Are Sharks Mammals?

Fish are friends not mammals.


Eleanor Higgs


Eleanor Higgs

Digital Content Creator

Eleanor is a content creator and social media assistant with an undergraduate degree in zoology and a master’s degree in wildlife documentary production.

Digital Content Creator

Edited by Laura Simmons
Laura Simmons - Editor and Staff Writer

Laura Simmons

Editor and Staff Writer

Laura is an editor and staff writer at IFLScience. She obtained her Master's in Experimental Neuroscience from Imperial College London.

Grumping looking shark on the seafloor

Who are you calling a mammal?!

Image credit: Tunatura/

Welcome to the wonderful world of underwater creatures. From seals to sharks, and whales to whale sharks, we break down just what is swimming beneath the ocean waves and where they fit in with those animals that are much happier gallivanting about on land.

Why are sharks not mammals?

To start with, let's address a common mistake. Sharks are not mammals, they are fish. 


In taxonomic terms there are two broad classes of fish. There's Osteichthyes or the bony fish, which includes fish species like goldfish, trout, and piranhas. The second big class is Chondrichthyes. These are known as the cartilaginous fish; they have jaws and skeletons made of cartilage not bone. This is the class that all sharks belong to, and Australian Museum has a helpful diagram that lays it all out. 

There are roughly 500 species of shark swimming in the oceans and occasionally the lakes of the world, according to the International Fund For Animal Welfare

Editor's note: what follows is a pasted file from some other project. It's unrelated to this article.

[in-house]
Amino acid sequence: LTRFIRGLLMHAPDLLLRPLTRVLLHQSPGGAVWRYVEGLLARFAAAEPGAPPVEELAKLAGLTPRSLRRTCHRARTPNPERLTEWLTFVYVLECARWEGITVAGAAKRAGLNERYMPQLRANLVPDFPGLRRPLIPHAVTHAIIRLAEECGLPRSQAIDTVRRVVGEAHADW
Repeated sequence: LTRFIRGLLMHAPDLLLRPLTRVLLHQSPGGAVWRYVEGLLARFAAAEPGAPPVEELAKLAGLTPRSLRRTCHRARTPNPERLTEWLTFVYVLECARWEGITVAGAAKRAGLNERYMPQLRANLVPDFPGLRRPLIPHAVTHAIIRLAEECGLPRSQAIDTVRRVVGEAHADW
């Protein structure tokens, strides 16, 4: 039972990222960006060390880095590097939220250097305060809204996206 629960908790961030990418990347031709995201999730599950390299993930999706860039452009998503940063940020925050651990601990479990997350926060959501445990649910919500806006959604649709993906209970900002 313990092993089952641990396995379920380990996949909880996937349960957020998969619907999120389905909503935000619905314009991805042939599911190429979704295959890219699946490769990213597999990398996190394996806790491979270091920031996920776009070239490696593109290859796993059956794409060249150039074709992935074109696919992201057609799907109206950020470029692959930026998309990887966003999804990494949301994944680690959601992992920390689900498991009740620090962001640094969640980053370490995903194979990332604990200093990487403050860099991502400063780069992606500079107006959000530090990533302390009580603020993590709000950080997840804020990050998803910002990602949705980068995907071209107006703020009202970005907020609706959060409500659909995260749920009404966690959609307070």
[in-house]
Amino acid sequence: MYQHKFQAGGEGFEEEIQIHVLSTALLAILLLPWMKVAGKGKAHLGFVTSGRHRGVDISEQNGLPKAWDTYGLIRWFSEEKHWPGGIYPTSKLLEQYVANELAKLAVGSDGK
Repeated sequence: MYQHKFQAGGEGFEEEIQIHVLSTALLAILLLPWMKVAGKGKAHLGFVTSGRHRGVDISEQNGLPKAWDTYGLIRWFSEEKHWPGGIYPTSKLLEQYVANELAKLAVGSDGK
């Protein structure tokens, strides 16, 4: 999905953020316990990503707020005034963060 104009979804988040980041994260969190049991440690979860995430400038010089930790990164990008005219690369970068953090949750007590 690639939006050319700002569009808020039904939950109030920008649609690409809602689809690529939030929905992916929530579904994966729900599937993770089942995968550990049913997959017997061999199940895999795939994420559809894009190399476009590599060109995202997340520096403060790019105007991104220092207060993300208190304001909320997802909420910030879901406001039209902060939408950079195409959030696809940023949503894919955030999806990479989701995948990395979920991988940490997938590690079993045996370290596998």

Ocean mammals

All whales, dolphins, porpoises, and seals are marine mammals. The first three belong to the infraorder of Cetacea, meaning that they are all somewhat closely related. By contrast, seals belong to the infraorder Pinnipedia, which also includes sea lions and walruses.

Whale sharks

Zoologists can be quite confusing when it comes to naming animals. The whale shark is a prime example of this. Whale sharks (Rhincodon typus) are not whales and therefore not mammals, but are sharks and by extension fish. They can reach lengths of around 12 meters (40 feet) and weigh as much as 20.6 tons according to National Geographic. In fact they are the world's largest fish species, beating great white sharks and basking sharks to the title. 


The world’s largest animal, however, is a blue whale (Balaenoptera musculus), which can be as long as 24 meters (78 feet) and weigh 150 tons. Since we now know that whales are mammals, they're also the world’s largest mammal.

The key differences

The main differences that can help you tell if an animal is a fish or a mammal are quite obvious once you know what to look for. 

The first has to do with breathing. Whales breathe oxygen through the blow holes on their heads, which means that they must break the surface of the water to breathe in the oxygen before closing the blowhole and diving beneath the surface. They have lungs that the air is passed into in the same way as a human. When whales get stranded, because they can still breathe, they can often be rescued and refloated back out to sea. 

Sharks do not have blow holes and do not breathe air like a whale. Instead they have gills that filter oxygen from the seawater and take waste carbon dioxide from the blood back into the ocean. They do not have lungs. Typically, if a large shark were to be stranded out of the water it would not survive, because they cannot breathe directly from the air; however, some species can survive for longer without water, like the "walking" shark.


The other key difference is in reproduction. Whales, seals, and dolphins all reproduce by internal fertilization and give birth to live young that they then care for, feeding them milk that is produced in the mother’s body. Sharks, however, depending on species have a whole range of reproductive options, including live young and laying eggs, but never feed their young milk. 

Another fun difference between sharks and mammals is that while sharks never have hair, whales occasionally do


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